Elhuyar Fundazioa

Related Hydrogen Articles:

Paving the way for hydrogen fuel cells
The hype around hydrogen fuel cells has died down, but scientists have continued to pursue new technologies that could enable such devices to gain a firmer foothold.
Keeping the hydrogen coming
A coating of molybdenum improves the efficiency of catalysts for producing hydrogen.
Hydrogen bonds directly detected for the first time
For the first time, scientists have succeeded in studying the strength of hydrogen bonds in a single molecule using an atomic force microscope.
Argon is not the 'dope' for metallic hydrogen
Hydrogen is both the simplest and the most-abundant element in the universe, so studying it can teach scientists about the essence of matter.
Metallic hydrogen, once theory, becomes reality
Nearly a century after it was theorized, Harvard scientists have succeeded in creating metallic hydrogen.
From theory to reality: The creation of metallic hydrogen
For more than 80 years, it has been predicted that hydrogen will adopt metallic properties under certain conditions, and now researchers have successfully demonstrated this phenomenon.
Artificial leaf goes more efficient for hydrogen generation
A new study, affiliated with Ulsan National Institute of Science and Technology has introduced a new artificial leaf that generates hydrogen, using the power of the Sun to mimic underwater photosynthesis.
Hydrogen from sunlight -- but as a dark reaction
The storage of photogenerated electric energy and its release on demand are still among the main obstacles in artificial photosynthesis.
New process produces hydrogen at much lower temperature
Waseda University researchers have developed a new method for producing hydrogen, which is fast, irreversible, and takes place at much lower temperature using less energy.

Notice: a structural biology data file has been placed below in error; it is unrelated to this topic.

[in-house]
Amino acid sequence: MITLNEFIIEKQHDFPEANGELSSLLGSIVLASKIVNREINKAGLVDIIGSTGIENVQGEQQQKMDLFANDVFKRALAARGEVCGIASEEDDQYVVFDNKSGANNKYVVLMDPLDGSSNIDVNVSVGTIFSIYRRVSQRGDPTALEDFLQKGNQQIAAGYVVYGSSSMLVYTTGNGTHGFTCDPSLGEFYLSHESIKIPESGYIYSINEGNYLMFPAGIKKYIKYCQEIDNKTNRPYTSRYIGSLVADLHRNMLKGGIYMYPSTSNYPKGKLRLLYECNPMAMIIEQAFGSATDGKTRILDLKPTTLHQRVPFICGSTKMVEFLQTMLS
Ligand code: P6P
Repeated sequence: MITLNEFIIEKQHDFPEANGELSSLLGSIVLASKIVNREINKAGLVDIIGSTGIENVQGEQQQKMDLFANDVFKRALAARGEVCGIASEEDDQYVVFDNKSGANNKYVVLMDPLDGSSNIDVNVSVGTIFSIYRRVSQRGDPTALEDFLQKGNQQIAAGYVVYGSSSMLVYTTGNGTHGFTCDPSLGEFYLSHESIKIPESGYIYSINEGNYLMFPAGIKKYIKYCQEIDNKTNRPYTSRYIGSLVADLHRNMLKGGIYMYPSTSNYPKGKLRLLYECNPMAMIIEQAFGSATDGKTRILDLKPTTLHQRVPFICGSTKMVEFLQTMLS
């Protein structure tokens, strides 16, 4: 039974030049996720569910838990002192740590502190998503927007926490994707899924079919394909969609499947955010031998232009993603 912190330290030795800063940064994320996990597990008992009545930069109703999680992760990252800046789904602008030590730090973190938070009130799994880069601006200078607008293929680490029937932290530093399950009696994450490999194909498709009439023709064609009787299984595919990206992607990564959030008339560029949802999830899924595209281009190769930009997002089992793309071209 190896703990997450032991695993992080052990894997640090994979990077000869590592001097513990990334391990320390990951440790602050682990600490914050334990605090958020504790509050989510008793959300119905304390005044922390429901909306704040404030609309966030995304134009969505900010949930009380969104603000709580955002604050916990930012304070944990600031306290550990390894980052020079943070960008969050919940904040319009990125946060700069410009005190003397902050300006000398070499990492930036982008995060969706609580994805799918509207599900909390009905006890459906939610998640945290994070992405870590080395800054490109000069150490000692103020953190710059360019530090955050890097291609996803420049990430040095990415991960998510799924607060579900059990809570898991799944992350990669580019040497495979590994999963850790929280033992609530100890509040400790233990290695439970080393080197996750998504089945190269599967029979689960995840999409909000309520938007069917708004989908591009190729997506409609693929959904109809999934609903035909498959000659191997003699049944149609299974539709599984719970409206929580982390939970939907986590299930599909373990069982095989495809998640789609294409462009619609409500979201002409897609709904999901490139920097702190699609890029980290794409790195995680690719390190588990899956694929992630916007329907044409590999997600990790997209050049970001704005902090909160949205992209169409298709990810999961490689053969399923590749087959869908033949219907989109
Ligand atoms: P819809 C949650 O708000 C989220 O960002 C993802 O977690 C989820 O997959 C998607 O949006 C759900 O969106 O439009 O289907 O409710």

Hydrogen in your pocket? New plastic for carrying and storing hydrogen
A Waseda University research group has developed a polymer which can store hydrogen in a light, compact and flexible sheet, and is safe to touch even when filled with hydrogen gas.

Related Hydrogen Reading:

Best Science Podcasts 2019

We have hand picked the best science podcasts for 2019. Sit back and enjoy new science podcasts updated daily from your favorite science news services and scientists.
Now Playing: TED Radio Hour

Climate Crisis
There's no greater threat to humanity than climate change. What can we do to stop the worst consequences? This hour, TED speakers explore how we can save our planet and whether we can do it in time. Guests include climate activist Greta Thunberg, chemical engineer Jennifer Wilcox, research scientist Sean Davis, food innovator Bruce Friedrich, and psychologist Per Espen Stoknes.
Now Playing: Science for the People

#527 Honey I CRISPR'd the Kids
This week we're coming to you from Awesome Con in Washington, D.C. There, host Bethany Brookshire led a panel of three amazing guests to talk about the promise and perils of CRISPR, and what happens now that CRISPR babies have (maybe?) been born. Featuring science writer Tina Saey, molecular biologist Anne Simon, and bioethicist Alan Regenberg. A Nobel Prize winner argues banning CRISPR babies won’t work Geneticists push for a 5-year global ban on gene-edited babies A CRISPR spin-off causes unintended typos in DNA News of the first gene-edited babies ignited a firestorm The researcher who created CRISPR twins defends...